The best remedy for a bruised heart is not, as so many people seem to think, repose upon a manly bosom. Much more efficacious are honest work, physical activity, and the sudden acquisition of wealth. After being acquitted of murdering her lover, and, indeed, in consequence of that acquittal, Harriet Vane found all three specifics abundantly at her disposal; and although Lord Peter Wimsey, with a touching faith in tradition, persisted day in and day out in presenting the bosom for her approval, she showed no inclination to recline upon it.
Summary: Unfortunately for her, while Harriet Vane is getting away from things on a walking tour, on which she hopes to write her next mystery novel, she happens upon a dead body (a man with his throat slit by an old-fashioned shaving razor) on a rock called the Flat-Iron, by the seashore, during the rising tide. She has the presence of mind to get a good look at the body and take pictures, and then goes for help. Because she's out in the middle of nowhere, it takes a while to get to someplace she can report it, and by that point the body has been washed away.
If solving a mystery is straightforward, it doesn't usually make for much in the way of detective story, so stories in the mystery genre are usually designed as obstacle courses; they are structured around impediments or obstacles to finding the truth. Here we have our first major obstacle or impediment: we know someone has died, but for most of the book there is no body. The second major obstacle will be a lack of information about why the man, who turns out to be man of Russian background paid by a hotel to dance with women who need partners, was at the Flat-Iron at all. The third major obstacle will be that even when more information is uncovered, every hypothesis that takes into account most of the evidence runs aground on the key issue of time of death. In addition, we have various minor obstacles: unreliable or untrustworthy witnesses, the difficulty of tracing certain key items, and even, eventually, a letter written in code.
Evidence is a major issue in this book, which is why every chapter has the word 'evidence' in the title. One of the things Sayers does very skillfully is manage to make each new piece of evidence change the complexion or character of all the previous evidence, so that every new point of evidence does not require just some slight modification of one's interpretation of events, but shifts the entire tendency of the evidence considerably. And the evidence is not all physical; the single most important piece of evidence in the book, the one that suddenly makes all the other evidence snap together properly, is not itself something directly discovered, but something that has to be inferred from the convergence of several other pieces of evidence.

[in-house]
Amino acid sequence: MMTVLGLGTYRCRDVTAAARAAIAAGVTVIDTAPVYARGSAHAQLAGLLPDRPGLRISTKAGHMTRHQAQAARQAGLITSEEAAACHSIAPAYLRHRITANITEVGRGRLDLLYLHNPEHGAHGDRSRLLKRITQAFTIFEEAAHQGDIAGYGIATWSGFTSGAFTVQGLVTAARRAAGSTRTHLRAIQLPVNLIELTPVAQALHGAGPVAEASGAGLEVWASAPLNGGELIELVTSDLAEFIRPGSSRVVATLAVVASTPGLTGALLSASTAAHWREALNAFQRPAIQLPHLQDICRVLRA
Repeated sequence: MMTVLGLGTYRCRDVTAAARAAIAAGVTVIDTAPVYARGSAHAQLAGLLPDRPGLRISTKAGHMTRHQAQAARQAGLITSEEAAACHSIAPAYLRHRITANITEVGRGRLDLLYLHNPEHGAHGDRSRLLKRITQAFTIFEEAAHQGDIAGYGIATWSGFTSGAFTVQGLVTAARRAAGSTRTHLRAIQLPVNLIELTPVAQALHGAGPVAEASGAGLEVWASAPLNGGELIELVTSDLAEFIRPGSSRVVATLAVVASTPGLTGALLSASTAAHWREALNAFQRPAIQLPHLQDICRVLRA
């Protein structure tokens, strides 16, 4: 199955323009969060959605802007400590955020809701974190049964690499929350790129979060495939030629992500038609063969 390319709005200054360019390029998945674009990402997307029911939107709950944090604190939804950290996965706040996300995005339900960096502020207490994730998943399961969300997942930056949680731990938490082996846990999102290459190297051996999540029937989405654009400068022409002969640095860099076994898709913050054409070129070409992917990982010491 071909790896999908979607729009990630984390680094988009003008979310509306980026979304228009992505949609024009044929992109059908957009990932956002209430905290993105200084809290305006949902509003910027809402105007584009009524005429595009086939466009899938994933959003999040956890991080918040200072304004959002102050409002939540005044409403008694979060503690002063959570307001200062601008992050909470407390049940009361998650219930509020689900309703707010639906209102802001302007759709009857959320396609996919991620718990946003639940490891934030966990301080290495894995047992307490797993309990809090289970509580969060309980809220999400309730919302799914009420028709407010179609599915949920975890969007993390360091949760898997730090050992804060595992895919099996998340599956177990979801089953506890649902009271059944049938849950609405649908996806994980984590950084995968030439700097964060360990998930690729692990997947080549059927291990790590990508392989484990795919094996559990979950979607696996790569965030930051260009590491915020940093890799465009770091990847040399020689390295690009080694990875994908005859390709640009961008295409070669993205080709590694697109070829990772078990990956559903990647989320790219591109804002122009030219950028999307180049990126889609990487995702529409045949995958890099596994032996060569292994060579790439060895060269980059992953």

Storywise, the book is funnier than I remember it being. Sayers has some quiet mockery of mystery writers like herself, and some humorous interactions between characters, and some rather sarcastic presentations of the foibles of Englishmen and Englishwomen. Probably the funniest part of the book is when Bunter has to tail a man in London.
This is also a Lord Peter & Harriet Vane story, so we get the romantic side of things. The book is in many ways very concerned with sexual issues -- the dead man is a gigolo about to marry a very wealth woman, the woman's son is a little more handy with the ladies than is exactly respectable, illegitimacy and genealogy play major roles, interaction between men and women comes up repeatedly, and, of course, we have Lord Peter trying to get Harriet to marry him. The events of the book occur 1931-ish; at this point, people are playing fast and loose with things and social standards of sexual propriety are in a serious state of deterioration. This ends up being more of an occasion and complication of the crime than a direct cause of it, but it is a nearly constant background.
"Then your verdict is that deceased came to his end by cutting his own throat."
"Yes, sir." (A further consultation.) "We should like to add as we think the police regulations about foreigners did ought to be tightened up, like, deceased being a foreigner and suicides and murders being unpleasant in a place where so many visitors come in the summer."
"I can't take that," objected the harassed coroner. "Deceased was a naturalised Englishman."
"That don't make no difference," said the juror, sturdily. "We do think as the regulations ought to be tightened up none the more for that, and that's what we all say. Put it down, sir, as that's our opinion."
"There you are," said Wimsey, "that's the breed that made the Empire. When empire comes in at the door, logic goes out at the window...." (p. 252)
Recommendation: Not Sayers's strongest work, but excellent nonetheless. The major difficulty in reading it, I think, is that many of the innovative features Sayers introduces here would end up being copied in one way or another by other writers, so it can come across as more of a typical mystery story than it actually is, unless you put yourself in a fresh mindset. But even if you find that difficult, many of the character interactions are worth reading on their own. Highly recommended.
Quotations from Dorothy L. Sayers, Have His Carcase, Haper & Row (New York: 1986).